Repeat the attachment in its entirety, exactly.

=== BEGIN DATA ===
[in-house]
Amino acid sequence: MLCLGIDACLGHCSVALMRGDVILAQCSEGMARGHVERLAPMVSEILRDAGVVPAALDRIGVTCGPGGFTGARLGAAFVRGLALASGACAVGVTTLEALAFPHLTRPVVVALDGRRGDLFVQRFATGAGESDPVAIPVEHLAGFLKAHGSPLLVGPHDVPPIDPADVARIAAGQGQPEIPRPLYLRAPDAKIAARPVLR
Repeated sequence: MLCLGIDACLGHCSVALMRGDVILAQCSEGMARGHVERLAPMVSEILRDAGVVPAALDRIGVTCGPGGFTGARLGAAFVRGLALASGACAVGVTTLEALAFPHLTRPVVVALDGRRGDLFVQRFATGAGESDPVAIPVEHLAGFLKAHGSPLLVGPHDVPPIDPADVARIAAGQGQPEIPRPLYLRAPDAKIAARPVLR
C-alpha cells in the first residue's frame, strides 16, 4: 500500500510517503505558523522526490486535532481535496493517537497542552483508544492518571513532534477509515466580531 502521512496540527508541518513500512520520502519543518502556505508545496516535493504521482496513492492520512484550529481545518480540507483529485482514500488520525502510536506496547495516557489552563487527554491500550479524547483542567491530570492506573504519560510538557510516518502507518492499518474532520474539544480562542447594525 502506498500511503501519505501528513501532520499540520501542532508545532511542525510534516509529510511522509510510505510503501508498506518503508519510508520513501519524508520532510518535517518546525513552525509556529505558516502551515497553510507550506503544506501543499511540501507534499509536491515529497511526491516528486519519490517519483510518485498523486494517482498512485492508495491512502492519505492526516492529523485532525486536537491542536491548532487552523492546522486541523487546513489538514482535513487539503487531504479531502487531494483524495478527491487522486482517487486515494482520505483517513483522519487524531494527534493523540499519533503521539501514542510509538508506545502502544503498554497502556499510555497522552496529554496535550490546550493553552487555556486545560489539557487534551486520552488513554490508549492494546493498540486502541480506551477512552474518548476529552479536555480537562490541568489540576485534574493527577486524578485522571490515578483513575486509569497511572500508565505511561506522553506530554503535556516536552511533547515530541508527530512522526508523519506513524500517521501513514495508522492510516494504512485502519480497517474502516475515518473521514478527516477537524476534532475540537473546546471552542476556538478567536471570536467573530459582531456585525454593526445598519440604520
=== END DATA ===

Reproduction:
[in-house]
Amino acid sequence: MLCLGIDACLGHCSVALMRGDVILAQCSEGMARGHVERLAPMVSEILRDAGVVPAALDRIGVTCGPGGFTGARLGAAFVRGLALASGACAVGVTTLEALAFPHLTRPVVVALDGRRGDLFVQRFATGAGESDPVAIPVEHLAGFLKAHGSPLLVGPHDVPPIDPADVARIAAGQGQPEIPRPLYLRAPDAKIAARPVLR
Repeated sequence: MLCLGIDACLGHCSVALMRGDVILAQCSEGMARGHVERLAPMVSEILRDAGVVPAALDRIGVTCGPGGFTGARLGAAFVRGLALASGACAVGVTTLEALAFPHLTRPVVVALDGRRGDLFVQRFATGAGESDPVAIPVEHLAGFLKAHGSPLLVGPHDVPPIDPADVARIAAGQGQPEIPRPLYLRAPDAKIAARPVLR
C-alpha cells in the first residue's frame, strides 16, 4: 500500500510517503505558523522526490486535532481535496493517537497542552483508544492518571513532534477509515466580531 502521512496540527508541518513500512520520502519543518502556505508545496516535493504521482496513492492520512484550529481545518480540507483529485482514500488520525502510536506496547495516557489552563487527554491500550479524547483542567491530570492506573504519560510538557510516518502507518492499518474532520474539544480562542447594525 502506498500511503501519505501528513501532520499540520501542532508545532511542525510534516509529510511522509510510505510503501508498506518503508519510508520513501519524508520532510518535517518546525513552525509556529505558516502551515497553510507550506503544506501543499511540501507534499509536491515529497511526491516528486519519490517519483510518485498523486494517482498512485492508495491512502492519505492526516492529523485532525486536537491542536491548532487552523492546522486541523487546513489538514482535513487539503487531504479531502487531494483524495478527491487522486482517487486515494482520505483517513483522519487524531494527534493523540499519533503521539501514542510509538508506545502502544503498554497502556499510555497522552496529554496535550490546550493553552487555556486545560489539557487534551486520552488513554490508549492494546493498540486502541480506551477512552474518548476529552479536555480537562490541568489540576485534574493527577486524578485522571490515578483513575486509569497511572500508565505511561506522553506530554503535556516536552511533547515530541508527530512522526508523519506513524500517521501513514495508522492510516494504512485502519480497517474502516475515518473521514478527516477537524476534532475540537473546546471552542476556538478567536471570536467573530459582531456585525454593526445598519440604520